The cases where estoppel claims have been denied are distinguishable from the case at hand. In Sederquist supra the court denied plaintiff's estoppel claim where it involved an Agency's omissions as opposed to the affirmative misconduct, in the instant case where TRPA's agents gave repeated assurances and even issued a written policy statement in 1987 to the effect that projects had an "entitlement" to be banked. In S & M Inv. v. TRPA, 911 F.2d 324 (9th Cir.1990), cert. den., 498 U.S. 1087, 111 S. Ct. 963, 112 L. Ed. 2d 1050 (1991) the court held that the TRPA was not estopped from contending a building permit had expired on the basis of ONE oral misstatement by a low level staff member who provided erroneous information to the plaintiff as to the expiration date of its permit. The court stated that oral information is less likely than written to rise to the requisite level of affirmative misconduct. Id. at 329. The court further distinguished the one misstatement present in that case from "ongoing active misrepresentations" or a "pervasive pattern of false promises." Id.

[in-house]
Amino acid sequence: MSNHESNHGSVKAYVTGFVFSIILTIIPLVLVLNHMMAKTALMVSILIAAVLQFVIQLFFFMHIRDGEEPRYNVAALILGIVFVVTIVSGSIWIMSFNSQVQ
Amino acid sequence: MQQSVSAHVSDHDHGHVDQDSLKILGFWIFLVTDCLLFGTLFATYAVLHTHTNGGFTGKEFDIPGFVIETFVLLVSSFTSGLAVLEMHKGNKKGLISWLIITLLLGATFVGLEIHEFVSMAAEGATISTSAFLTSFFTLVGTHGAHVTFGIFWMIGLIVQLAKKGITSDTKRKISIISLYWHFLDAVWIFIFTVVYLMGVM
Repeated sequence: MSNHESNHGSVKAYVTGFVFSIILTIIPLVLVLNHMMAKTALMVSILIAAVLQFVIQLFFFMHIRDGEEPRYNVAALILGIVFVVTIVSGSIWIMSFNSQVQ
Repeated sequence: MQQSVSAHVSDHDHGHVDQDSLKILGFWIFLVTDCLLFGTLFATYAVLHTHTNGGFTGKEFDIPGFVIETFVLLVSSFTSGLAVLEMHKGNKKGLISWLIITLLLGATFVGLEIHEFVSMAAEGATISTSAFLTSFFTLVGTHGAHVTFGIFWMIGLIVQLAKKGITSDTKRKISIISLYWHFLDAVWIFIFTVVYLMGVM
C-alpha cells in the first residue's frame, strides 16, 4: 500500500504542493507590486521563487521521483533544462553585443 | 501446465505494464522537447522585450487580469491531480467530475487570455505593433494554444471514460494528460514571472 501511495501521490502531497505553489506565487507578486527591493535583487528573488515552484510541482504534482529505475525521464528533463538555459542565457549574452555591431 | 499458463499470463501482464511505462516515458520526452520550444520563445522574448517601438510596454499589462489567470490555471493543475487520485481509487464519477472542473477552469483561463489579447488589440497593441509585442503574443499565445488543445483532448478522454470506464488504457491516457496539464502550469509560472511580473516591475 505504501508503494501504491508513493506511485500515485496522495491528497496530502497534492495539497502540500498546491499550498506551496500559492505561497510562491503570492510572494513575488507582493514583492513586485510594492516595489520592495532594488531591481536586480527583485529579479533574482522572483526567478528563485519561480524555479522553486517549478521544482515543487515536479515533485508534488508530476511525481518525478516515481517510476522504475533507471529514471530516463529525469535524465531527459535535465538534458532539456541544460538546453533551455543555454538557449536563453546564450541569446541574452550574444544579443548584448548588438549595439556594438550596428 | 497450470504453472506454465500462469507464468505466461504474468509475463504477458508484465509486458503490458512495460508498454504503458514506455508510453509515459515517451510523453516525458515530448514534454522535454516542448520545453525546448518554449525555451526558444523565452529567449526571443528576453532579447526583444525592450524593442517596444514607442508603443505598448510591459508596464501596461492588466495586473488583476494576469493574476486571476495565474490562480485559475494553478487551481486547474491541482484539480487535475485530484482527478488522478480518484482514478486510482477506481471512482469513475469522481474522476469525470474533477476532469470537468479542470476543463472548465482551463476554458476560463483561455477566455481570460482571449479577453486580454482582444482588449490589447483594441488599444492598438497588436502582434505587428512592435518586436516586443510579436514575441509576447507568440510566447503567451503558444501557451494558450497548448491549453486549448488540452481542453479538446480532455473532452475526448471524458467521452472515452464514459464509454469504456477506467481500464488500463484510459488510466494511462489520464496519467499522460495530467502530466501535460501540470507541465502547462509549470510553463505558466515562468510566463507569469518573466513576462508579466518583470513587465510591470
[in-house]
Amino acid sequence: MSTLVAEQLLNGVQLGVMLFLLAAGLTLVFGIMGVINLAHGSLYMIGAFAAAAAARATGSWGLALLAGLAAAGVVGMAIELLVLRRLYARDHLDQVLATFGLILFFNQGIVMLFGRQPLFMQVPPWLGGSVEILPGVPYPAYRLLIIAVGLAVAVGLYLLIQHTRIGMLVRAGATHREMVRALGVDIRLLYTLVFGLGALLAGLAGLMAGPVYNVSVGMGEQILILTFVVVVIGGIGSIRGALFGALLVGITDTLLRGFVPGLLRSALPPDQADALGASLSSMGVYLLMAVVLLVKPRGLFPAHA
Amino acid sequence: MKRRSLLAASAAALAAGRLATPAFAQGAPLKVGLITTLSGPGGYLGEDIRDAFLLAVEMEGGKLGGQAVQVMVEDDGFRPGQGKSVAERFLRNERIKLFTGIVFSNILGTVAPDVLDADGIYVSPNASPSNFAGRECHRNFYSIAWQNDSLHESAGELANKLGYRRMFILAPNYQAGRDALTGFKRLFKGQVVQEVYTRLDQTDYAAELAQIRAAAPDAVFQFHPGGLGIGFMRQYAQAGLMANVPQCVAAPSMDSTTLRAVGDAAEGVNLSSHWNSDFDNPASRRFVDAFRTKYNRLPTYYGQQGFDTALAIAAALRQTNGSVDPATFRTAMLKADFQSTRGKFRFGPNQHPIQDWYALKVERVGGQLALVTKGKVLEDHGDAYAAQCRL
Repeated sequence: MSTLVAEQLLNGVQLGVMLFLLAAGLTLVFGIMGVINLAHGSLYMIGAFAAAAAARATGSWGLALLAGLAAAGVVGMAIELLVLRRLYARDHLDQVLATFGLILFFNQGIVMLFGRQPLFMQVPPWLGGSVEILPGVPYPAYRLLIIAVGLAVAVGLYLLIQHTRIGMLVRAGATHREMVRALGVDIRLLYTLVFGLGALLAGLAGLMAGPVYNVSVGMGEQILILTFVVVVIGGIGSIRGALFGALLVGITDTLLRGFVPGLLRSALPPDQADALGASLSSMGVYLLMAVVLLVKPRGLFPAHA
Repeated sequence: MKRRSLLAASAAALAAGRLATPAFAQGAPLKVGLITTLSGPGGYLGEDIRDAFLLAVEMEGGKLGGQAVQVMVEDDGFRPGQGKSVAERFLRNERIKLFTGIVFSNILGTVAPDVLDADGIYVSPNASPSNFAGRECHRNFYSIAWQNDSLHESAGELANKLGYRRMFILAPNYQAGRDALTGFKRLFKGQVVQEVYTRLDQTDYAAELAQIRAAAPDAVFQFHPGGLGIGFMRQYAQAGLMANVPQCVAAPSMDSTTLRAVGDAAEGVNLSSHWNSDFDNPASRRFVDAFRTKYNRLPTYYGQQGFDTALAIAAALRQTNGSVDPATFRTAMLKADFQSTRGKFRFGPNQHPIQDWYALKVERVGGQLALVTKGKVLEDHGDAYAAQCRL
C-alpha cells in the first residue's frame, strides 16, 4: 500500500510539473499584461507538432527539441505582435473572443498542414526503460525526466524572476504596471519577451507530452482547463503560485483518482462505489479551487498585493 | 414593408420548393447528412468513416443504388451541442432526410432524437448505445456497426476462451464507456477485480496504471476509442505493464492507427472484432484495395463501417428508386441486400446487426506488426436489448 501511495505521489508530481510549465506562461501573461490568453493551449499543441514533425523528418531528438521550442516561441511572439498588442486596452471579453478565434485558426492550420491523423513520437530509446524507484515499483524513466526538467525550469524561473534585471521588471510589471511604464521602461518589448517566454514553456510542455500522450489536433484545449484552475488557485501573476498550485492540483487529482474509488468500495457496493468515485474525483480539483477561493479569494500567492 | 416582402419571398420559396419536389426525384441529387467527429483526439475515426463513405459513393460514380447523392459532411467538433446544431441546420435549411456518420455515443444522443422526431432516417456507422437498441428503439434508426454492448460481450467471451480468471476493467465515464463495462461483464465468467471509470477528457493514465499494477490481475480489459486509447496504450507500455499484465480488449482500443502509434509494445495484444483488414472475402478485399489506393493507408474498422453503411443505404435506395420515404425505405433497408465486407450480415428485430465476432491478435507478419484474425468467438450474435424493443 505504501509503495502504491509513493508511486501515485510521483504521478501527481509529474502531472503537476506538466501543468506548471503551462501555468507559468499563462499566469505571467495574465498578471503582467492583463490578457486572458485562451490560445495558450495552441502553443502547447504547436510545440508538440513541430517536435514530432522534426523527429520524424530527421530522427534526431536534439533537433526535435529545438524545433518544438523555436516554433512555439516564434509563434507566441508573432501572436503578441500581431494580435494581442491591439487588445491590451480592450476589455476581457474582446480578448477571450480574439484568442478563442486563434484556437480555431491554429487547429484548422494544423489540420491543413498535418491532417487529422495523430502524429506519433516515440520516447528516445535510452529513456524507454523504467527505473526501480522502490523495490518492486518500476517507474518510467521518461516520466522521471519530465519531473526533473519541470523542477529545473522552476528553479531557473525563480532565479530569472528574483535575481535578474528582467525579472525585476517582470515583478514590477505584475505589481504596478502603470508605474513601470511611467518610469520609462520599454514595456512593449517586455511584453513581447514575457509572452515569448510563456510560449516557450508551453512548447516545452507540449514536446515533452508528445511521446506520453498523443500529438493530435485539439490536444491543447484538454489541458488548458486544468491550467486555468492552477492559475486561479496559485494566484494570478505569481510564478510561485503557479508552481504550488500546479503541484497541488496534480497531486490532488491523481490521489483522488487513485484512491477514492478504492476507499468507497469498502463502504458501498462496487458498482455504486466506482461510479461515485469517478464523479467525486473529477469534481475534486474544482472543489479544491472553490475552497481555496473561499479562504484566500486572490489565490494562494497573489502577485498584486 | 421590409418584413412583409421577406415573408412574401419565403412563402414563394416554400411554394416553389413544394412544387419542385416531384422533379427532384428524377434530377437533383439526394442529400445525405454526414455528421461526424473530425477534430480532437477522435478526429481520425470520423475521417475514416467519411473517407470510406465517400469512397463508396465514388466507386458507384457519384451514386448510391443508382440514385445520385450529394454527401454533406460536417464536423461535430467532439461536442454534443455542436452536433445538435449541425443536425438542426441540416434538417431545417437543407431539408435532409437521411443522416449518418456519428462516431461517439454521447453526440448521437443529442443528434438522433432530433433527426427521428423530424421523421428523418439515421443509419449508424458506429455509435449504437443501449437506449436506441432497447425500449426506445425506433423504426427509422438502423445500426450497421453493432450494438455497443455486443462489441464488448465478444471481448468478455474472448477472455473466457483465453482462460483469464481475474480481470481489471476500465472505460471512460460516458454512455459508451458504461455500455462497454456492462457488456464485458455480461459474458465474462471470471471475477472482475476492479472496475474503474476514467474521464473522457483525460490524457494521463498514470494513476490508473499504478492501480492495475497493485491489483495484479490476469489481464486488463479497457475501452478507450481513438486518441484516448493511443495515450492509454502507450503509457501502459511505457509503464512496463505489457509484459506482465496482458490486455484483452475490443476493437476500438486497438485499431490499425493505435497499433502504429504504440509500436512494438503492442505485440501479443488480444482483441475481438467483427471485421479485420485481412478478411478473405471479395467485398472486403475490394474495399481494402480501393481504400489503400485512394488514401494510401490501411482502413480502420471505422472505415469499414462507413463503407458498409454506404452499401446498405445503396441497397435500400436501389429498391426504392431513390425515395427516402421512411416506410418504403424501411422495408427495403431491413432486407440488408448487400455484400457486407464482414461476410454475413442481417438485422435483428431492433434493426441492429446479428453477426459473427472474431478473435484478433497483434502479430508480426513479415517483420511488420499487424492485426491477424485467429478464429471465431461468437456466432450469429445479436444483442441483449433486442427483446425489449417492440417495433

The facts in this case show that repeated assurances were given, both oral and written by high level TRPA staff members, including its executive director and staff attorney to the effect that Bourne would be entitled to bank his project. Whether or not Bourne was ignorant of the facts, because he clearly was aware of Article VI(p) of the Compact and condition Number 13 of his permit enforcing said provision, has already been established as an issue for trial. Bourne could not have guessed what standard TRPA would have applied as to his banking application and expiration of his permit until the September 25, 1991 hearing on his appeal at which time the TRPA staff memo finally set forth the standard to which it was going to apply to Bourne, even at the hearing, standards applicable to Bourne's banking application were never addressed. TRPA's policy regarding banking was not even in existence until October, 1987. Furthermore, the definition of diligent pursuit was never made clear to Bourne. Thus because TRPA's banking policy was novel as of 1987, there were no facts, statutes or regulations which Bourne could be charged with knowledge of, and he had no alternative but to rely on TRPA's representations as to how his banking application would be handled.